One of the traditional underlying assumptions of the LAI‑2000 and LAI2200C has always been that foliage absorbs all the radiation in the waveband seen by the sensor (320490 nm). Starting with version 2.0, FV2200 allows this assumption to be set aside, and provides a model (Kobayashi et al, 2013) for correcting measurements for the radiation reflected and transmitted by the foliage.
How Scattering Correction Works
The algorithm that FV2200 uses for correcting for scattering goes something like this:
 Compute gap fractions. From the measured gap fractions, calculate a first guess of leaf area index (LAI) and leaf angle distribution (LAD).
 Predict the scattering effect on gap fractions. Run the Kobayashi model to predict the error that an LAI2200C would make in a canopy based on LAI, LAD, and the other scattering correction inputs (leaf properties, sky brightness distribution, etc.). The model is a onedimensional, multilayer model, having foliage properties that you have specified. Foliage orientation, clumping, and total LAI is based on Step 1.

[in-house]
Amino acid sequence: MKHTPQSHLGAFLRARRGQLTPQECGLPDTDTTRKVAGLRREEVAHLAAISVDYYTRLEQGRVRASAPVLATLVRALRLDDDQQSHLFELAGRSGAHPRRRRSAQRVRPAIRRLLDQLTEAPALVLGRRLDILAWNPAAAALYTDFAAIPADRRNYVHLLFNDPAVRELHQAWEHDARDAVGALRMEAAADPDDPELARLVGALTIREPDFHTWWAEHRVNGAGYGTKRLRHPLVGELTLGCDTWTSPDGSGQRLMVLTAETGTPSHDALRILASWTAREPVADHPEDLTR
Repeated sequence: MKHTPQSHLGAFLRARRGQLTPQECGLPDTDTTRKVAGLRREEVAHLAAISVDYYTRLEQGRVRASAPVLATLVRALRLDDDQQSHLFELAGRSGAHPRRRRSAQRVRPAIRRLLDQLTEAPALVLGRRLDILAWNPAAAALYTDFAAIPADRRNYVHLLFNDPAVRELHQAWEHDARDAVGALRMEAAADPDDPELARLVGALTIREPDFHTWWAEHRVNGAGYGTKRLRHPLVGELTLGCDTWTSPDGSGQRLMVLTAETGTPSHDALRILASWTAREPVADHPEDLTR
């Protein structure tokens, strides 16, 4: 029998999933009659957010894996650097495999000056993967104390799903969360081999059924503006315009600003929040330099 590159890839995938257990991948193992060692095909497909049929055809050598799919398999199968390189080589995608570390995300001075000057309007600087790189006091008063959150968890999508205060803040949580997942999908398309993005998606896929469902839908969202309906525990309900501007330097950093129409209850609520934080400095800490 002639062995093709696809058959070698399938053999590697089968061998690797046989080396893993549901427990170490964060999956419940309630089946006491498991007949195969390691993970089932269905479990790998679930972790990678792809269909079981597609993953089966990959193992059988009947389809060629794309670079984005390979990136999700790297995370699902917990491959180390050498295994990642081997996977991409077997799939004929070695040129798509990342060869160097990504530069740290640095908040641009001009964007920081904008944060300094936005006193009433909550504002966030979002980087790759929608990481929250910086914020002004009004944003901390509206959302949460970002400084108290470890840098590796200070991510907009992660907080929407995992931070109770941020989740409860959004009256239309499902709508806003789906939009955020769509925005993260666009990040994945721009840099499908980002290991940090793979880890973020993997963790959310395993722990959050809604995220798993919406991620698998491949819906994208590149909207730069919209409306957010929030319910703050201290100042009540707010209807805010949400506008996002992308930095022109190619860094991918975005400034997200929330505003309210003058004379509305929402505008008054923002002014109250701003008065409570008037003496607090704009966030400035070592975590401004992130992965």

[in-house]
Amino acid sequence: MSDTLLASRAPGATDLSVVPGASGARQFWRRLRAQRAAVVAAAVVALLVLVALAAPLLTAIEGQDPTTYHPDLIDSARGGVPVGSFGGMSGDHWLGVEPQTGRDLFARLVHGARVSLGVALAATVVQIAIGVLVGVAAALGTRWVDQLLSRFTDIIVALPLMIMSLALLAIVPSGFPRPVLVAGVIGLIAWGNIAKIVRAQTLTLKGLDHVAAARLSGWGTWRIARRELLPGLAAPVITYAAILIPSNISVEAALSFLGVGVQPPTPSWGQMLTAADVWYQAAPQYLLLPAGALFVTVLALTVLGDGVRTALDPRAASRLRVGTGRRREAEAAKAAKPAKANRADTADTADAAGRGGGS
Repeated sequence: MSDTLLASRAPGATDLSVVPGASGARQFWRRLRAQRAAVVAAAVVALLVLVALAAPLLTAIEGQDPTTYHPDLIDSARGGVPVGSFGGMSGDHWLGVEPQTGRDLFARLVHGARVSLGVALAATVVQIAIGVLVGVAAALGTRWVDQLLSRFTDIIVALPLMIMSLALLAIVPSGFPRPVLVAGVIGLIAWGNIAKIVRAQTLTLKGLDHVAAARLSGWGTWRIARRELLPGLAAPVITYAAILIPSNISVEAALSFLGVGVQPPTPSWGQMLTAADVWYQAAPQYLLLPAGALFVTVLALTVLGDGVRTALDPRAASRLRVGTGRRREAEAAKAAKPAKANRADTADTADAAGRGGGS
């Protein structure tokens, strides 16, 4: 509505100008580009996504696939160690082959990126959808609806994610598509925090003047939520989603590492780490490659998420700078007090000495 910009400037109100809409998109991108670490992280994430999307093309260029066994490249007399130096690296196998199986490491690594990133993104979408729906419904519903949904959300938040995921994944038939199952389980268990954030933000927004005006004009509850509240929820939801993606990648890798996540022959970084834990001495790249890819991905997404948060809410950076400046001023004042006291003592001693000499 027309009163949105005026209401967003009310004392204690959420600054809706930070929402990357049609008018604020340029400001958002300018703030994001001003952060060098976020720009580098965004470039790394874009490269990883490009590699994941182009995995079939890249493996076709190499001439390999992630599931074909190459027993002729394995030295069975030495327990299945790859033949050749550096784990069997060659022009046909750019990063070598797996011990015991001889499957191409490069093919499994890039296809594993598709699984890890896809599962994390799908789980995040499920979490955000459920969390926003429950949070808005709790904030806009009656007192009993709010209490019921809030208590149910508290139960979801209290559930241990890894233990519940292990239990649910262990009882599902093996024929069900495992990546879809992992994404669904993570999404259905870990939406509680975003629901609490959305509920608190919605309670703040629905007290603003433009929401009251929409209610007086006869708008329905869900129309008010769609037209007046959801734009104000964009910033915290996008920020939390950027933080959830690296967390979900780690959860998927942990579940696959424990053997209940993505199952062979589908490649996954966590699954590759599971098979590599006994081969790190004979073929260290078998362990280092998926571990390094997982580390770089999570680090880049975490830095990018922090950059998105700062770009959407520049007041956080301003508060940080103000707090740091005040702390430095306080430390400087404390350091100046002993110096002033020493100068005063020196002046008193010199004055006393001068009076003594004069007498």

The model propagates beam and diffuse radiation through the layers, and predicts fractional irradiances on sunlit and shaded leaves in each layer. It then predicts the view that the LAI sensor, and the bottom of the canopy, has of the sunlit and shaded foliage throughout the model, and the resulting radiation errors each ring of a B reading would have.
 Subtract the scattering effect from gap fractions. The gap fractions are then adjusted to remove the predicted scattering effects.
 The adjusted gap fractions are used to compute a new LAI and LAD. If they have not changed, the process is done. Otherwise, it’s back to step 2 with the adjusted gap fractions.
This process usually takes 4 or 5 iterations.
Required Inputs for the Scattering Model